For decades, the AT&T monopoly was regulated with an ideal that could aptly be described as "phone neutrality." In the name of social justice, phone service was ruled with the notion that everyone must have the same service at roughly the same price.
ehe system placed heavy taxes on urban areas to pull wires to rural areas.
The great beneficiary of phone neutrality was the monopoly which used the ideal to cap demands for better services, and provided a mechanism to keep long distance prices high.
In hindsight, we see the era of phone neutrality led to technological stagnation.
Notably, farms and rural communities would have been better served by development of wireless technology. Unlike urban areas, rural areas have ample bandwidth for the community's communication needs.
The cost of phone neutrality wasn't just stagnate service. The ideal led to unnecessary environmental damage. The phone company disrupted ecosystems to string wires. They cut down numerous trees and did damage mining copper for the wires, and released chemicals into the environment to encase the wires in plastic.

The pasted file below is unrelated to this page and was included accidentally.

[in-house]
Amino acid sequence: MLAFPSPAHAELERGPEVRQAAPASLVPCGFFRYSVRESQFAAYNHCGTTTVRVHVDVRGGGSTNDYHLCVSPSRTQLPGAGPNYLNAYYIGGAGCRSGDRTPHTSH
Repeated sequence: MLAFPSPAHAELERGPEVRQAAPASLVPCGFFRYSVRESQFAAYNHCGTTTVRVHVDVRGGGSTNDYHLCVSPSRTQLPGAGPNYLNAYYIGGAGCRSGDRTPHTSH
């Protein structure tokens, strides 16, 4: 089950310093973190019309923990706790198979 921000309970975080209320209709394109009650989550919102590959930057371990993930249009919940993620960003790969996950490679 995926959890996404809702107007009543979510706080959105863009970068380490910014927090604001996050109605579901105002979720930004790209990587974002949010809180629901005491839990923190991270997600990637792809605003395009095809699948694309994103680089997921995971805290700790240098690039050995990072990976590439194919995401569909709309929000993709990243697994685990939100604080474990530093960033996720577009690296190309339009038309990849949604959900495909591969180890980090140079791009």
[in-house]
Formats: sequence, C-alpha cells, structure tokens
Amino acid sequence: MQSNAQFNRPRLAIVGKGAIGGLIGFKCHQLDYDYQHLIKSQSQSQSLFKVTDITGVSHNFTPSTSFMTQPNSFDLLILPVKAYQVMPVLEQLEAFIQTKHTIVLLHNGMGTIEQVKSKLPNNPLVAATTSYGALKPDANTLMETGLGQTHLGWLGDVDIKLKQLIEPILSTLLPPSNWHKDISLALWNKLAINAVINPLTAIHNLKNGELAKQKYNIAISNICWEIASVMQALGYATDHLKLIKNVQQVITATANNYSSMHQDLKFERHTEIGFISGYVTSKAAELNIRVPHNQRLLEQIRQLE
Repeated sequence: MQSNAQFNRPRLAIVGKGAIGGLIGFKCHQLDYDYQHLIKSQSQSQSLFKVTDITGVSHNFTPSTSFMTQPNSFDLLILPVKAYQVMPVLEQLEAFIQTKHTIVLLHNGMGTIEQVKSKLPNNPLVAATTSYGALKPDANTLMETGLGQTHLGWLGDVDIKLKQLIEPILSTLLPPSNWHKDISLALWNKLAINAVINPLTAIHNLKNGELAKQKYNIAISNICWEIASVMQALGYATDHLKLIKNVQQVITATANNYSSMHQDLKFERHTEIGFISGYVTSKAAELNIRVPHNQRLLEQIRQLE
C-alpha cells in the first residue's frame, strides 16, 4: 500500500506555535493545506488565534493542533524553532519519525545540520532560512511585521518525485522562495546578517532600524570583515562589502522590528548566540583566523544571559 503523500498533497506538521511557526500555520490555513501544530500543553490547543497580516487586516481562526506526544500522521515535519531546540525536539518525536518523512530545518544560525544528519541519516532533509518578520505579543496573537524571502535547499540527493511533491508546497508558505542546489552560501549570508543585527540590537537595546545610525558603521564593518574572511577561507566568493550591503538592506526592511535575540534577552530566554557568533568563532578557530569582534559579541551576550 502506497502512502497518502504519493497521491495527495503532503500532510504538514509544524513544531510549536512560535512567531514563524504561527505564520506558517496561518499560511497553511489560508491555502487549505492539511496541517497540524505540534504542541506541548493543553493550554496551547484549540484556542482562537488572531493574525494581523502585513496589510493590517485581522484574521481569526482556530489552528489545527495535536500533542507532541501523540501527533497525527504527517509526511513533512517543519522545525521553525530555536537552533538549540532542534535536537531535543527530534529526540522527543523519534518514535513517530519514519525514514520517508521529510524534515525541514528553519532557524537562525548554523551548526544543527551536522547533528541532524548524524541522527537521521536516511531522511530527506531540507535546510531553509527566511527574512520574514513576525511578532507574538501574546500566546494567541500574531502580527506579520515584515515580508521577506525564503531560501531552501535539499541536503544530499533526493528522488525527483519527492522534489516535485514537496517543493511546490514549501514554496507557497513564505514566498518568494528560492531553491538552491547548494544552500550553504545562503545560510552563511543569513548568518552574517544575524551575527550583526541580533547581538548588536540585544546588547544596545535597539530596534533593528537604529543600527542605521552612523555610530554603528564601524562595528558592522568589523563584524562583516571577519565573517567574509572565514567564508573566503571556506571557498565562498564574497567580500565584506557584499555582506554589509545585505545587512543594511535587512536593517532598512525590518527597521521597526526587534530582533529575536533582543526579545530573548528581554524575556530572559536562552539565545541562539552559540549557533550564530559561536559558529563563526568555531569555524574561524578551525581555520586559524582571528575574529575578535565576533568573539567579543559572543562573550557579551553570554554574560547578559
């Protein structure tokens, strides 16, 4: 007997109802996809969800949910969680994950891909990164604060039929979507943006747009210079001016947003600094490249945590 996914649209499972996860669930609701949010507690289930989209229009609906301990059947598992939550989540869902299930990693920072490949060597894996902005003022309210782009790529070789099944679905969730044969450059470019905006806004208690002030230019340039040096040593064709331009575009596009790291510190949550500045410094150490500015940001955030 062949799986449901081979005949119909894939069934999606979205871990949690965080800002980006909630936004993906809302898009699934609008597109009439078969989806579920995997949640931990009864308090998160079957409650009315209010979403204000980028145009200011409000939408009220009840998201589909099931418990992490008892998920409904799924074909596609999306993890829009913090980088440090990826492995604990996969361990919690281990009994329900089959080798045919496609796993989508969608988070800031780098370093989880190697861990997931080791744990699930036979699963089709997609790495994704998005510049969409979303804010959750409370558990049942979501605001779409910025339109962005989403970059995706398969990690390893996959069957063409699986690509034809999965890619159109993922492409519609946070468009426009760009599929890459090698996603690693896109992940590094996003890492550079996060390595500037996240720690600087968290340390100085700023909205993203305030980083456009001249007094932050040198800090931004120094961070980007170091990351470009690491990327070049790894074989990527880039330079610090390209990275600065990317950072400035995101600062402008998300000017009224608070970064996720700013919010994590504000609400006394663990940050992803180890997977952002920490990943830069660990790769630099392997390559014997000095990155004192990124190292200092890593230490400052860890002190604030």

For that matter, if we had a free market, we would have seen the emergence of cellular phones and complex networks sooner than we did in a regulatory climate ruled by the dictates of phone neutrality.
Quite frankly, the mass media internet would not have existed if not for the breaking up of AT&T and elimination of the ideal of phone neutrality.
From a historical perspective it is odd that Congress is even considering shoving a new ideal of internet neutrality down our collective gullets. The only need that the power grab seems to be fulfilling is never-ending need of the political elite for more power.
Just as phone neutrality was a bad idea that created artificially high prices and stagnated development, net neutrality is likely to set the internet in a negative direction.